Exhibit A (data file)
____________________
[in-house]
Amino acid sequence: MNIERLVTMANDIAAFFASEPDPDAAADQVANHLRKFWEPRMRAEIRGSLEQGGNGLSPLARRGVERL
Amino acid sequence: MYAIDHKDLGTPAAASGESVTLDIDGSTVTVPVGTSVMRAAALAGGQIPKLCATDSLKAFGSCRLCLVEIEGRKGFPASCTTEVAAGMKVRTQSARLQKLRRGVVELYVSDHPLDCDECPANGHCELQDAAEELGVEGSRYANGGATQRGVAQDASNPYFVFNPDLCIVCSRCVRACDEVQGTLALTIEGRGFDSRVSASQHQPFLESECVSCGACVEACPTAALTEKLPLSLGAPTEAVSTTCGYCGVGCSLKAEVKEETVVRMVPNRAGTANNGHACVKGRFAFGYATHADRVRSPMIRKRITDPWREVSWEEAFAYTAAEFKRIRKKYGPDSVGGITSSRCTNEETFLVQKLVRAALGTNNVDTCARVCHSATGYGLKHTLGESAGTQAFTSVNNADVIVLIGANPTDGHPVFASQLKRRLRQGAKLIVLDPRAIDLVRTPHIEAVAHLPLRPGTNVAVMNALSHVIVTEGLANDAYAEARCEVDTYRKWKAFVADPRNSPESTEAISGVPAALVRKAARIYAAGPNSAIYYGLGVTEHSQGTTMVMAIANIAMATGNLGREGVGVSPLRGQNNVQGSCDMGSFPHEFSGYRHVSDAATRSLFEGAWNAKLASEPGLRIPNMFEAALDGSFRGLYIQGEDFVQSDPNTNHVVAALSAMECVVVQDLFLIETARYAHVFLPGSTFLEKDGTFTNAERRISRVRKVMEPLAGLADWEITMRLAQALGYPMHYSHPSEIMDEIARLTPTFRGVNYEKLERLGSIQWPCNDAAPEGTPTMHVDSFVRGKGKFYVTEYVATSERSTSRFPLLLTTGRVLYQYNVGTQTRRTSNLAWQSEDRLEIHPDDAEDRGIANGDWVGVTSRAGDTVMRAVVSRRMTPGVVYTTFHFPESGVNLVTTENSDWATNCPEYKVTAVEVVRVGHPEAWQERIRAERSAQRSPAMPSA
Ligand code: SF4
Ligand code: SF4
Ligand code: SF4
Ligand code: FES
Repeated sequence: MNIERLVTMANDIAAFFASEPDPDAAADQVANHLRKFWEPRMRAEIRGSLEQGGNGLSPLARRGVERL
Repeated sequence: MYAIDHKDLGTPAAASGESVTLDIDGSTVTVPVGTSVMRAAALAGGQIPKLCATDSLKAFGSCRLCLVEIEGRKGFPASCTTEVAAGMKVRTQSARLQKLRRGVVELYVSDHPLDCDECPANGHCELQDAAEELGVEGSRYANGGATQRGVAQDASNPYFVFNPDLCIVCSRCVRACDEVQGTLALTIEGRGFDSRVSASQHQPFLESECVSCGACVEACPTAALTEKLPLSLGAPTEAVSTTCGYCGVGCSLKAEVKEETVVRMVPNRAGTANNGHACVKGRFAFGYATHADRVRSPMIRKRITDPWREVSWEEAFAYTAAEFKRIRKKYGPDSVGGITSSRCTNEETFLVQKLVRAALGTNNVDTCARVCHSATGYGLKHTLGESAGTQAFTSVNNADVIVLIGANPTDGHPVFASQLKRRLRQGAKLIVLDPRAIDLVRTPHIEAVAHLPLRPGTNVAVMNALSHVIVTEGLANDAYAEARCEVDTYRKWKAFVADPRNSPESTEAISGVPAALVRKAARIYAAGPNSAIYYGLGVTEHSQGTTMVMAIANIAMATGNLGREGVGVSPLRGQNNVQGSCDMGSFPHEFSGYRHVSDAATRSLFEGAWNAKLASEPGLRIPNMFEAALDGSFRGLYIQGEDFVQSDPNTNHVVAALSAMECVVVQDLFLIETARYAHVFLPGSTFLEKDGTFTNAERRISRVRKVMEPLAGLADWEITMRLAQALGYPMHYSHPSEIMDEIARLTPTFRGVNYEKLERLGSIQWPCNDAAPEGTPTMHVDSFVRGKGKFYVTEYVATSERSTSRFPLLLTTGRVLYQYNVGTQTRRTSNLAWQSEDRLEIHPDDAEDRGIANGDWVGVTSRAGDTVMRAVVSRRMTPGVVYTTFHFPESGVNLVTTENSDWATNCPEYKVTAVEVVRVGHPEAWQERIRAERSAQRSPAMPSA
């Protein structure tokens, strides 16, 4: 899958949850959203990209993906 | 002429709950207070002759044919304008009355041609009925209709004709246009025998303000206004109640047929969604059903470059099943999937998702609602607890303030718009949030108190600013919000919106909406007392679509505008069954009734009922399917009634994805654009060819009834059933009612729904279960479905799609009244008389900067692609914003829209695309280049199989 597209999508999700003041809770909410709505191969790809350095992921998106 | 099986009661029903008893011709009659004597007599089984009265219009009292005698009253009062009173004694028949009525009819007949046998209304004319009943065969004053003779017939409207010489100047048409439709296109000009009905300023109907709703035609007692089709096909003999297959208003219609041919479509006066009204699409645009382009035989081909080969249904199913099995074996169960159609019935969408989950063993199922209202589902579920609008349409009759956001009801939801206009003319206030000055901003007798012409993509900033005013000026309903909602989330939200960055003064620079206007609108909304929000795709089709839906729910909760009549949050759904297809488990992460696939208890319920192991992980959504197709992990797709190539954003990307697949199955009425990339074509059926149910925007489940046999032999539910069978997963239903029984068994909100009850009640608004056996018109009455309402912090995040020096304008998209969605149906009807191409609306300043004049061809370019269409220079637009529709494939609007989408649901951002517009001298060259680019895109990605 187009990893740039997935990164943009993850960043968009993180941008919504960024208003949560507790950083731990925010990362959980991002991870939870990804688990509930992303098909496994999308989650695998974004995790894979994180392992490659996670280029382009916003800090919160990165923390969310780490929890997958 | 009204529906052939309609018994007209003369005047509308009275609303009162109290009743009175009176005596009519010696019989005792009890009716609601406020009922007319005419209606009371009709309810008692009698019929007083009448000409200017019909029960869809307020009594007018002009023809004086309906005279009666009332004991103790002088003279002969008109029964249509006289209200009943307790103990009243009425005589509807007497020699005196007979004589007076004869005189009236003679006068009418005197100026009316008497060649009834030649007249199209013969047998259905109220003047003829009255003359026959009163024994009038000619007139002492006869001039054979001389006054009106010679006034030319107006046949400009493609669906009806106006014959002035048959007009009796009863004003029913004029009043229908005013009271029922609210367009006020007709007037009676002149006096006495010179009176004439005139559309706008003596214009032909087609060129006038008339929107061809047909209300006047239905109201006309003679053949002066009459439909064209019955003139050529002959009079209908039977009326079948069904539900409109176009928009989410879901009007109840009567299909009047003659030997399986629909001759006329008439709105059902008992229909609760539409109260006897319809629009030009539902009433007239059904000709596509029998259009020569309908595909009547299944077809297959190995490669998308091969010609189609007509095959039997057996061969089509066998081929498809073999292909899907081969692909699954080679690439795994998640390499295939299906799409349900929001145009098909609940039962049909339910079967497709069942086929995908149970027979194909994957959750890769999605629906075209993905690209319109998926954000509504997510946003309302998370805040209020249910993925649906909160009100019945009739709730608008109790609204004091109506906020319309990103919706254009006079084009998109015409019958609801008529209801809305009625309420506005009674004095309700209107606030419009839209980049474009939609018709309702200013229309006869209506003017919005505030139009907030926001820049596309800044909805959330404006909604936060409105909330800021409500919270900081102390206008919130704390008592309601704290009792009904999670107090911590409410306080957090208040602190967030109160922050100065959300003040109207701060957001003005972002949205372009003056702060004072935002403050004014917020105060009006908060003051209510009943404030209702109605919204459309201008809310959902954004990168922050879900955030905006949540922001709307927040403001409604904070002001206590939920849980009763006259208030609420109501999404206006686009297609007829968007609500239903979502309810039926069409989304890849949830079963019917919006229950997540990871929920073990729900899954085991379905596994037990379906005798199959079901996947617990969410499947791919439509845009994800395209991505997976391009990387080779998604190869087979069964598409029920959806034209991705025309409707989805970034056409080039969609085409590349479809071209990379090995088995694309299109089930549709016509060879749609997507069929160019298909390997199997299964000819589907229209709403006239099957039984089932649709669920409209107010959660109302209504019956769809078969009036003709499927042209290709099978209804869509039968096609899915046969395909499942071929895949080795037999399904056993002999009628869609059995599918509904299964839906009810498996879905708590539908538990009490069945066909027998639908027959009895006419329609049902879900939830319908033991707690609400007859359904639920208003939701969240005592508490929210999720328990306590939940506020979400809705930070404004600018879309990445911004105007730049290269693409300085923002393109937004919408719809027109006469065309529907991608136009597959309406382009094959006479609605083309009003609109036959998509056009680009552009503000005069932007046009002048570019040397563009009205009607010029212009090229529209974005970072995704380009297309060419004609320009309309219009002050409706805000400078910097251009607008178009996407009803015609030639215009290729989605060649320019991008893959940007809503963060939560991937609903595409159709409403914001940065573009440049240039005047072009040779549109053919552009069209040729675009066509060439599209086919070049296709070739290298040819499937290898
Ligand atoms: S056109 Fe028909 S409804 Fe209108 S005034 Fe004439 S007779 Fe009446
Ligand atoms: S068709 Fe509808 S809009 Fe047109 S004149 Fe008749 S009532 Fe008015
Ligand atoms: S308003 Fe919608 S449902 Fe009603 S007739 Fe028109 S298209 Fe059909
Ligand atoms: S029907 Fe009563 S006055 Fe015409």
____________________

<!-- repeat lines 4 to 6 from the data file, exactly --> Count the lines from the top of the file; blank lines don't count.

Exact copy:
Ligand code: SF4
Ligand code: SF4
Ligand code: SF4